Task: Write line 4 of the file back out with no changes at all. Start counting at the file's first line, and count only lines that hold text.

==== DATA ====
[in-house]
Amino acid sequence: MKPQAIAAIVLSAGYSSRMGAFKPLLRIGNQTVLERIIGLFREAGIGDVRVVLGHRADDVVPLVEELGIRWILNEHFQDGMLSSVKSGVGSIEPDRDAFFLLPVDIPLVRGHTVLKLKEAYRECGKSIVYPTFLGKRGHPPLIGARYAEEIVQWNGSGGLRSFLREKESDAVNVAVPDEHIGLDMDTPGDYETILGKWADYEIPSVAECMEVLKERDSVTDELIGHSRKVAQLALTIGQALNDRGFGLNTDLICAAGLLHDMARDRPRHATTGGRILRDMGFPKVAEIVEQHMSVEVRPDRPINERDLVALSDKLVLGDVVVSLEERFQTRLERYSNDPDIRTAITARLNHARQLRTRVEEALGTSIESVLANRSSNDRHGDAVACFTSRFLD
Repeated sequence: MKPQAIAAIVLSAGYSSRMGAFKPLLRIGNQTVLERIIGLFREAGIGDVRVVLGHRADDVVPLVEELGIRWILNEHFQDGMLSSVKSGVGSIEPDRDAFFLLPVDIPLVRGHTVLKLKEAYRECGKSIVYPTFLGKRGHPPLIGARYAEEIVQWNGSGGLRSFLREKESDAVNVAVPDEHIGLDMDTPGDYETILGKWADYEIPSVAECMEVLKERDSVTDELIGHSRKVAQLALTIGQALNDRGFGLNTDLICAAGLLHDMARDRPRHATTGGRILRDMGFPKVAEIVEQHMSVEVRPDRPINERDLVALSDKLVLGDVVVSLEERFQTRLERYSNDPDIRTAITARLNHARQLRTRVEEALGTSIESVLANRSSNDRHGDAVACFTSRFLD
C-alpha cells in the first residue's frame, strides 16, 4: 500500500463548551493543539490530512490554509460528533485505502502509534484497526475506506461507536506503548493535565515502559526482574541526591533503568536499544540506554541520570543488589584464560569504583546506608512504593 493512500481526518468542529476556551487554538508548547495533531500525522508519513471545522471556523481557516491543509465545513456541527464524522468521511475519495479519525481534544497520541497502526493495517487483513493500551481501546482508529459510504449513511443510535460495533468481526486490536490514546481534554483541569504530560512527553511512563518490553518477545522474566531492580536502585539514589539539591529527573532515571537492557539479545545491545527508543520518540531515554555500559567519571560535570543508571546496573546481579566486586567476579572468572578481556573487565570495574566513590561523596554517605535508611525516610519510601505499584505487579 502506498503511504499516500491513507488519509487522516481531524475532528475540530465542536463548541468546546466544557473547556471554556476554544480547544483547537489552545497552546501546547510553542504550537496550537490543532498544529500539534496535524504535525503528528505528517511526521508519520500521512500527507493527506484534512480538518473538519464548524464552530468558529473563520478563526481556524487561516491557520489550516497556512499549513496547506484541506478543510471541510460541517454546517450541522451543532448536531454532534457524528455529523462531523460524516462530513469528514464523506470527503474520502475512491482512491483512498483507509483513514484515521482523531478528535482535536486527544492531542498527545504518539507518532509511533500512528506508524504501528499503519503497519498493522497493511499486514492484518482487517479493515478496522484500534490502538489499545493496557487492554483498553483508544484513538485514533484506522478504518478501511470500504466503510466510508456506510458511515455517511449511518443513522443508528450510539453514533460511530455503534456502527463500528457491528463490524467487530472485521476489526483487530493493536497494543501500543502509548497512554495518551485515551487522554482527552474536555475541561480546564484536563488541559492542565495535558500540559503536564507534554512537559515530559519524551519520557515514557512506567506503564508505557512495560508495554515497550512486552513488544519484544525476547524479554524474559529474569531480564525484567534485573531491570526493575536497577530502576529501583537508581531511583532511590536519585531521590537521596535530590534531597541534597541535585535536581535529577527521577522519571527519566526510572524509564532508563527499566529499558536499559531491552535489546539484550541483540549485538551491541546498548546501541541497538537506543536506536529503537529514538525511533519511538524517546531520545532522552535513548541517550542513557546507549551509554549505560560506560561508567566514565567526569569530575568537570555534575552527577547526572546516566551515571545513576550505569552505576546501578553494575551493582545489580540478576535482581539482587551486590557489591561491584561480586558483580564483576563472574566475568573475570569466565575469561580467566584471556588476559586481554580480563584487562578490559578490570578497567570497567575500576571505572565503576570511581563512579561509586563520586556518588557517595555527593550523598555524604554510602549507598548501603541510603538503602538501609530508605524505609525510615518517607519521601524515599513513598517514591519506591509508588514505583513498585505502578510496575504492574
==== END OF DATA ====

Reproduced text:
C-alpha cells in the first residue's frame, strides 16, 4: 500500500463548551493543539490530512490554509460528533485505502502509534484497526475506506461507536506503548493535565515502559526482574541526591533503568536499544540506554541520570543488589584464560569504583546506608512504593 493512500481526518468542529476556551487554538508548547495533531500525522508519513471545522471556523481557516491543509465545513456541527464524522468521511475519495479519525481534544497520541497502526493495517487483513493500551481501546482508529459510504449513511443510535460495533468481526486490536490514546481534554483541569504530560512527553511512563518490553518477545522474566531492580536502585539514589539539591529527573532515571537492557539479545545491545527508543520518540531515554555500559567519571560535570543508571546496573546481579566486586567476579572468572578481556573487565570495574566513590561523596554517605535508611525516610519510601505499584505487579 502506498503511504499516500491513507488519509487522516481531524475532528475540530465542536463548541468546546466544557473547556471554556476554544480547544483547537489552545497552546501546547510553542504550537496550537490543532498544529500539534496535524504535525503528528505528517511526521508519520500521512500527507493527506484534512480538518473538519464548524464552530468558529473563520478563526481556524487561516491557520489550516497556512499549513496547506484541506478543510471541510460541517454546517450541522451543532448536531454532534457524528455529523462531523460524516462530513469528514464523506470527503474520502475512491482512491483512498483507509483513514484515521482523531478528535482535536486527544492531542498527545504518539507518532509511533500512528506508524504501528499503519503497519498493522497493511499486514492484518482487517479493515478496522484500534490502538489499545493496557487492554483498553483508544484513538485514533484506522478504518478501511470500504466503510466510508456506510458511515455517511449511518443513522443508528450510539453514533460511530455503534456502527463500528457491528463490524467487530472485521476489526483487530493493536497494543501500543502509548497512554495518551485515551487522554482527552474536555475541561480546564484536563488541559492542565495535558500540559503536564507534554512537559515530559519524551519520557515514557512506567506503564508505557512495560508495554515497550512486552513488544519484544525476547524479554524474559529474569531480564525484567534485573531491570526493575536497577530502576529501583537508581531511583532511590536519585531521590537521596535530590534531597541534597541535585535536581535529577527521577522519571527519566526510572524509564532508563527499566529499558536499559531491552535489546539484550541483540549485538551491541546498548546501541541497538537506543536506536529503537529514538525511533519511538524517546531520545532522552535513548541517550542513557546507549551509554549505560560506560561508567566514565567526569569530575568537570555534575552527577547526572546516566551515571545513576550505569552505576546501578553494575551493582545489580540478576535482581539482587551486590557489591561491584561480586558483580564483576563472574566475568573475570569466565575469561580467566584471556588476559586481554580480563584487562578490559578490570578497567570497567575500576571505572565503576570511581563512579561509586563520586556518588557517595555527593550523598555524604554510602549507598548501603541510603538503602538501609530508605524505609525510615518517607519521601524515599513513598517514591519506591509508588514505583513498585505502578510496575504492574